The course will cover the following topics; properties of sunlight, the photoelectrochemical cell and the semiconductor/electrolyte interface the Fujishima/Honda cell. photocatalysis and water splitting, solar cell efficiencies and limitations, dye sensitisation and nanostructured electrodes, basic operational principles of mesoscopic dye-sensitised solar cells (DSC), solar cell characterisation, device characterisation and the DSC tool-box, variations of the DSC concept, materials and preparations of mesoscopic solar cells, quantum dot sensitised and perovskite solar cells, 3rd generation solar cell concepts and future outlook.
|Integrated Energy Retrofit Approaches of Existing Buildings in Urban Centers and Large Communities
||The main goal of the course is to show that energy efficiency and thermal comfort for existing buildings including residential and commercial spaces can be improved through simple, proven and cost-effective retrofit measures. First, the students will learn various approaches to perform analyses to assess energy efficiency of buildings. Then, various energy efficiency measures will be outlined including their applications and their cost-effectiveness. Moreover, students will learn how to quickly assess the energy efficiency of existing buildings and how to screen a large existing building stock to assess their suitability for energy efficiency retrofits. Moreover, students will learn about monitoring and verification procedures to measure the actual impact of energy efficiency retrofit programs on the energy performance of existing buildings. Students will also learn about simple analysis methods and testing procedures suitable for existing buildings.|
||Photophysics of Photovoltaic Devices
||This course introduces the quantum mechanical foundation of photophysical processes behind photovoltaics, discussing radiation matter interaction and excited state dynamics in organic and inorfanic semiconductors. The approach is phenomenological and provides a number of tools for the quantitative description of materials properties that are relevant to photovoltaic and photonic devices. This course is intended for students with a variety of prior educational backgrounds.|
Prerequisites of 3rd year level physics, chemistry and math is compulsory. Problems will be given. Seminal articles will also be provided for self-studing and discussion.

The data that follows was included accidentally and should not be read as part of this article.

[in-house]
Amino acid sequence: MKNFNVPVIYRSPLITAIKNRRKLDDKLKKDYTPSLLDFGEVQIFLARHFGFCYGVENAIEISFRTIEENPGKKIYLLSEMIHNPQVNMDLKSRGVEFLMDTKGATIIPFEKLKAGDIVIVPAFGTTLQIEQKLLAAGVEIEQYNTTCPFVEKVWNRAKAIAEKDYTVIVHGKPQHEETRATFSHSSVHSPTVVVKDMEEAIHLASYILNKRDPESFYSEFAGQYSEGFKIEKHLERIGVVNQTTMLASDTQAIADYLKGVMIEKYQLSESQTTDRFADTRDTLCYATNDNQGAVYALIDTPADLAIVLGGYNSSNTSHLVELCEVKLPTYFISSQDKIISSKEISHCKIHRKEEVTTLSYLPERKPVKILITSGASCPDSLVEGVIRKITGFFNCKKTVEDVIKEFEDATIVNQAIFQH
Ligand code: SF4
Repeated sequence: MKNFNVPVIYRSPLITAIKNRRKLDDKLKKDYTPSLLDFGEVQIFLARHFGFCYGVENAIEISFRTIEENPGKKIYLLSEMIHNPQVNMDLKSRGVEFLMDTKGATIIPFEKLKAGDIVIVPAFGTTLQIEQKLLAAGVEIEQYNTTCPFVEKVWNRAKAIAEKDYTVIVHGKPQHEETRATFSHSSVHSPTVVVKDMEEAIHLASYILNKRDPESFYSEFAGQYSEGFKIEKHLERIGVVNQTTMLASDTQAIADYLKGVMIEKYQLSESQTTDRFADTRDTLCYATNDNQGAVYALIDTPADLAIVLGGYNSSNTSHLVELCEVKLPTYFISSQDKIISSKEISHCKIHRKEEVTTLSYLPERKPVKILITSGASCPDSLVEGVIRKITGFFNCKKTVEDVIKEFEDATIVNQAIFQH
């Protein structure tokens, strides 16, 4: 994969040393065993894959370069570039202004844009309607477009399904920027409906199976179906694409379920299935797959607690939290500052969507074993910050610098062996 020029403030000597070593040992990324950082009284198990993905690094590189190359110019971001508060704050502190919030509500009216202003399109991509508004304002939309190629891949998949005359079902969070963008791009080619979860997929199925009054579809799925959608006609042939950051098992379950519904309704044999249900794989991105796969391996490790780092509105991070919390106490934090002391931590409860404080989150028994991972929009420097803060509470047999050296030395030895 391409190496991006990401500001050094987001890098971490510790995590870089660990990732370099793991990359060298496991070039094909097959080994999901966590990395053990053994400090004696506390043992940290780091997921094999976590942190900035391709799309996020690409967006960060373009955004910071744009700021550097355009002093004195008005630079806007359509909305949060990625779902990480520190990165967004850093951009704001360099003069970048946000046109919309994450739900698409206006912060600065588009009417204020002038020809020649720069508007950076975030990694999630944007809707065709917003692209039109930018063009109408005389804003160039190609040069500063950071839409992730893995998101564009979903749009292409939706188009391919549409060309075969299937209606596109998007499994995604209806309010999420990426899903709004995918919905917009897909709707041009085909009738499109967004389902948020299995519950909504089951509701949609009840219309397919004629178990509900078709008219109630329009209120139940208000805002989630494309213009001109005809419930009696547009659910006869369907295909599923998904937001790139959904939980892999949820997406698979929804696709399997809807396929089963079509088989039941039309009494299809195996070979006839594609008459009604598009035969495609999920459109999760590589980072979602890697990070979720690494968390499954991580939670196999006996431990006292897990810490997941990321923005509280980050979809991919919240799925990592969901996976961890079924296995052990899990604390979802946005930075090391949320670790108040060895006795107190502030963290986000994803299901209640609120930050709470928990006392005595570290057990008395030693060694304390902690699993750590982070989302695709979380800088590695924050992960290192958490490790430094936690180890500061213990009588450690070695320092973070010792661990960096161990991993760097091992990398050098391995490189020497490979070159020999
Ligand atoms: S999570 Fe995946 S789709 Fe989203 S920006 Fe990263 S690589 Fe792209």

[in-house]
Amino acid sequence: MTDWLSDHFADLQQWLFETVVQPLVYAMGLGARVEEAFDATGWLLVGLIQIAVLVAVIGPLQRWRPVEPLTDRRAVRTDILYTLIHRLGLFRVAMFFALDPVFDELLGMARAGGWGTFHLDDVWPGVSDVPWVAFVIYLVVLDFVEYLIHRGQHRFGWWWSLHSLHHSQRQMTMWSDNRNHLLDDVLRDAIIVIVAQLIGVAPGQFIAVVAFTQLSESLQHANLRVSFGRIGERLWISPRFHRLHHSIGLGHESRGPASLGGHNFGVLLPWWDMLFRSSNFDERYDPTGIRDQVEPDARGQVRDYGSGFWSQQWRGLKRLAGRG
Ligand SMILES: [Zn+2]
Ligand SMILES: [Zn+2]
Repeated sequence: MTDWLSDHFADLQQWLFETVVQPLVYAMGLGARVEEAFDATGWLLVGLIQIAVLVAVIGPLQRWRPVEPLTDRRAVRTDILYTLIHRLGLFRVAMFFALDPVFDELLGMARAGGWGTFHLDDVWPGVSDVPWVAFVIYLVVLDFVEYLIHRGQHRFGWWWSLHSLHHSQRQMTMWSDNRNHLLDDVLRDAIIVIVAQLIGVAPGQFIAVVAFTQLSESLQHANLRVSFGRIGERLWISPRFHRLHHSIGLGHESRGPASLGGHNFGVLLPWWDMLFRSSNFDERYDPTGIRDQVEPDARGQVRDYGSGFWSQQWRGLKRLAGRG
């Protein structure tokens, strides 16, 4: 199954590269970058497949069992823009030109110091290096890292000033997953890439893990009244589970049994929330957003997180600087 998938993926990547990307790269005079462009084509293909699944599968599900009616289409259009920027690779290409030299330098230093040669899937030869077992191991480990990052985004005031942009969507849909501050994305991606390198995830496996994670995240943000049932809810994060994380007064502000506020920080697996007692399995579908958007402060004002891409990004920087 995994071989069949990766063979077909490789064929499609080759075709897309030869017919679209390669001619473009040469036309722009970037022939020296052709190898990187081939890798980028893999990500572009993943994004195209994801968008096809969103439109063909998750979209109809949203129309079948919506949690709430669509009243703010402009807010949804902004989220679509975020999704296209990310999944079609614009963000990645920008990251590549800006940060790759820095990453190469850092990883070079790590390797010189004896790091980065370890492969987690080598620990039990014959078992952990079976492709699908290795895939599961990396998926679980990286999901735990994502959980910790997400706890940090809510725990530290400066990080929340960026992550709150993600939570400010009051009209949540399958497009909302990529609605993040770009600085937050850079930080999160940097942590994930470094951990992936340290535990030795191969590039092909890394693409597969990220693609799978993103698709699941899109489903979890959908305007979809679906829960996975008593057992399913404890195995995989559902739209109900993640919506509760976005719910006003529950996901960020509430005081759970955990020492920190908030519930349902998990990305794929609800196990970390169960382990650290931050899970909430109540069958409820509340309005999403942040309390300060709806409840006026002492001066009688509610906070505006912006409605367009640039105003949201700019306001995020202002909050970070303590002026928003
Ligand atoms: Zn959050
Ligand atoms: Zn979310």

||Fundamentals of Environmental Life Sciences Engineering
The three-week course (18 June - 6 July 2018) aims to give a comprehensive overview on basic biofilm concepts and the uses and application of biofilm technologies. Specific objectives of the course are to:
1. Familiarise the students with the concepts of biofilms and community lifestyle of microbes
2. Familiarise the students with the approaches used to study biofilms
3. Provide overview of experimental designs, data collection and analysis of data from microbial community-based experiments that combine life sciences and engineering principles
4. Help improve the quantitative skills of students in adopting above approaches
5. Enable students to improve their communication skills in this field
6. Develop a network among students and scientists from Singapore and abroad to promote long term and self-learning in the field of Environmental Life Sciences Engineering.
Applications will open in January 2018. Please contact Loh Ying Ting (firstname.lastname@example.org) for further details
||To study biofilms in a variety of natural and engineered systems. The emphasis will be on understanding unique characteristics and on critically evaluating old and new biofilm literature. We will formulate and test working hypotheses, for example, regarding development of biofilms, spatial structure ("architecture"), existence of steady states, and the determining factors for biofilm function as well as adhesion and detachment. Specific examples include quantitative characterisation of processes occurring in biofilm reactors for the treatment of water and wastewater.|
|Reseach Communication for Postgraduate Students
||This course on research communication sets out to improve productive (writing and speaking) skills of students with particular reference to writing PhD Theses in English and presenting their research. Two broad subsidiary aims are to increase students' confidence in the use of academic English, and to provide them with an awareness of tools and resources for continued self-study and enhancement of their abilities|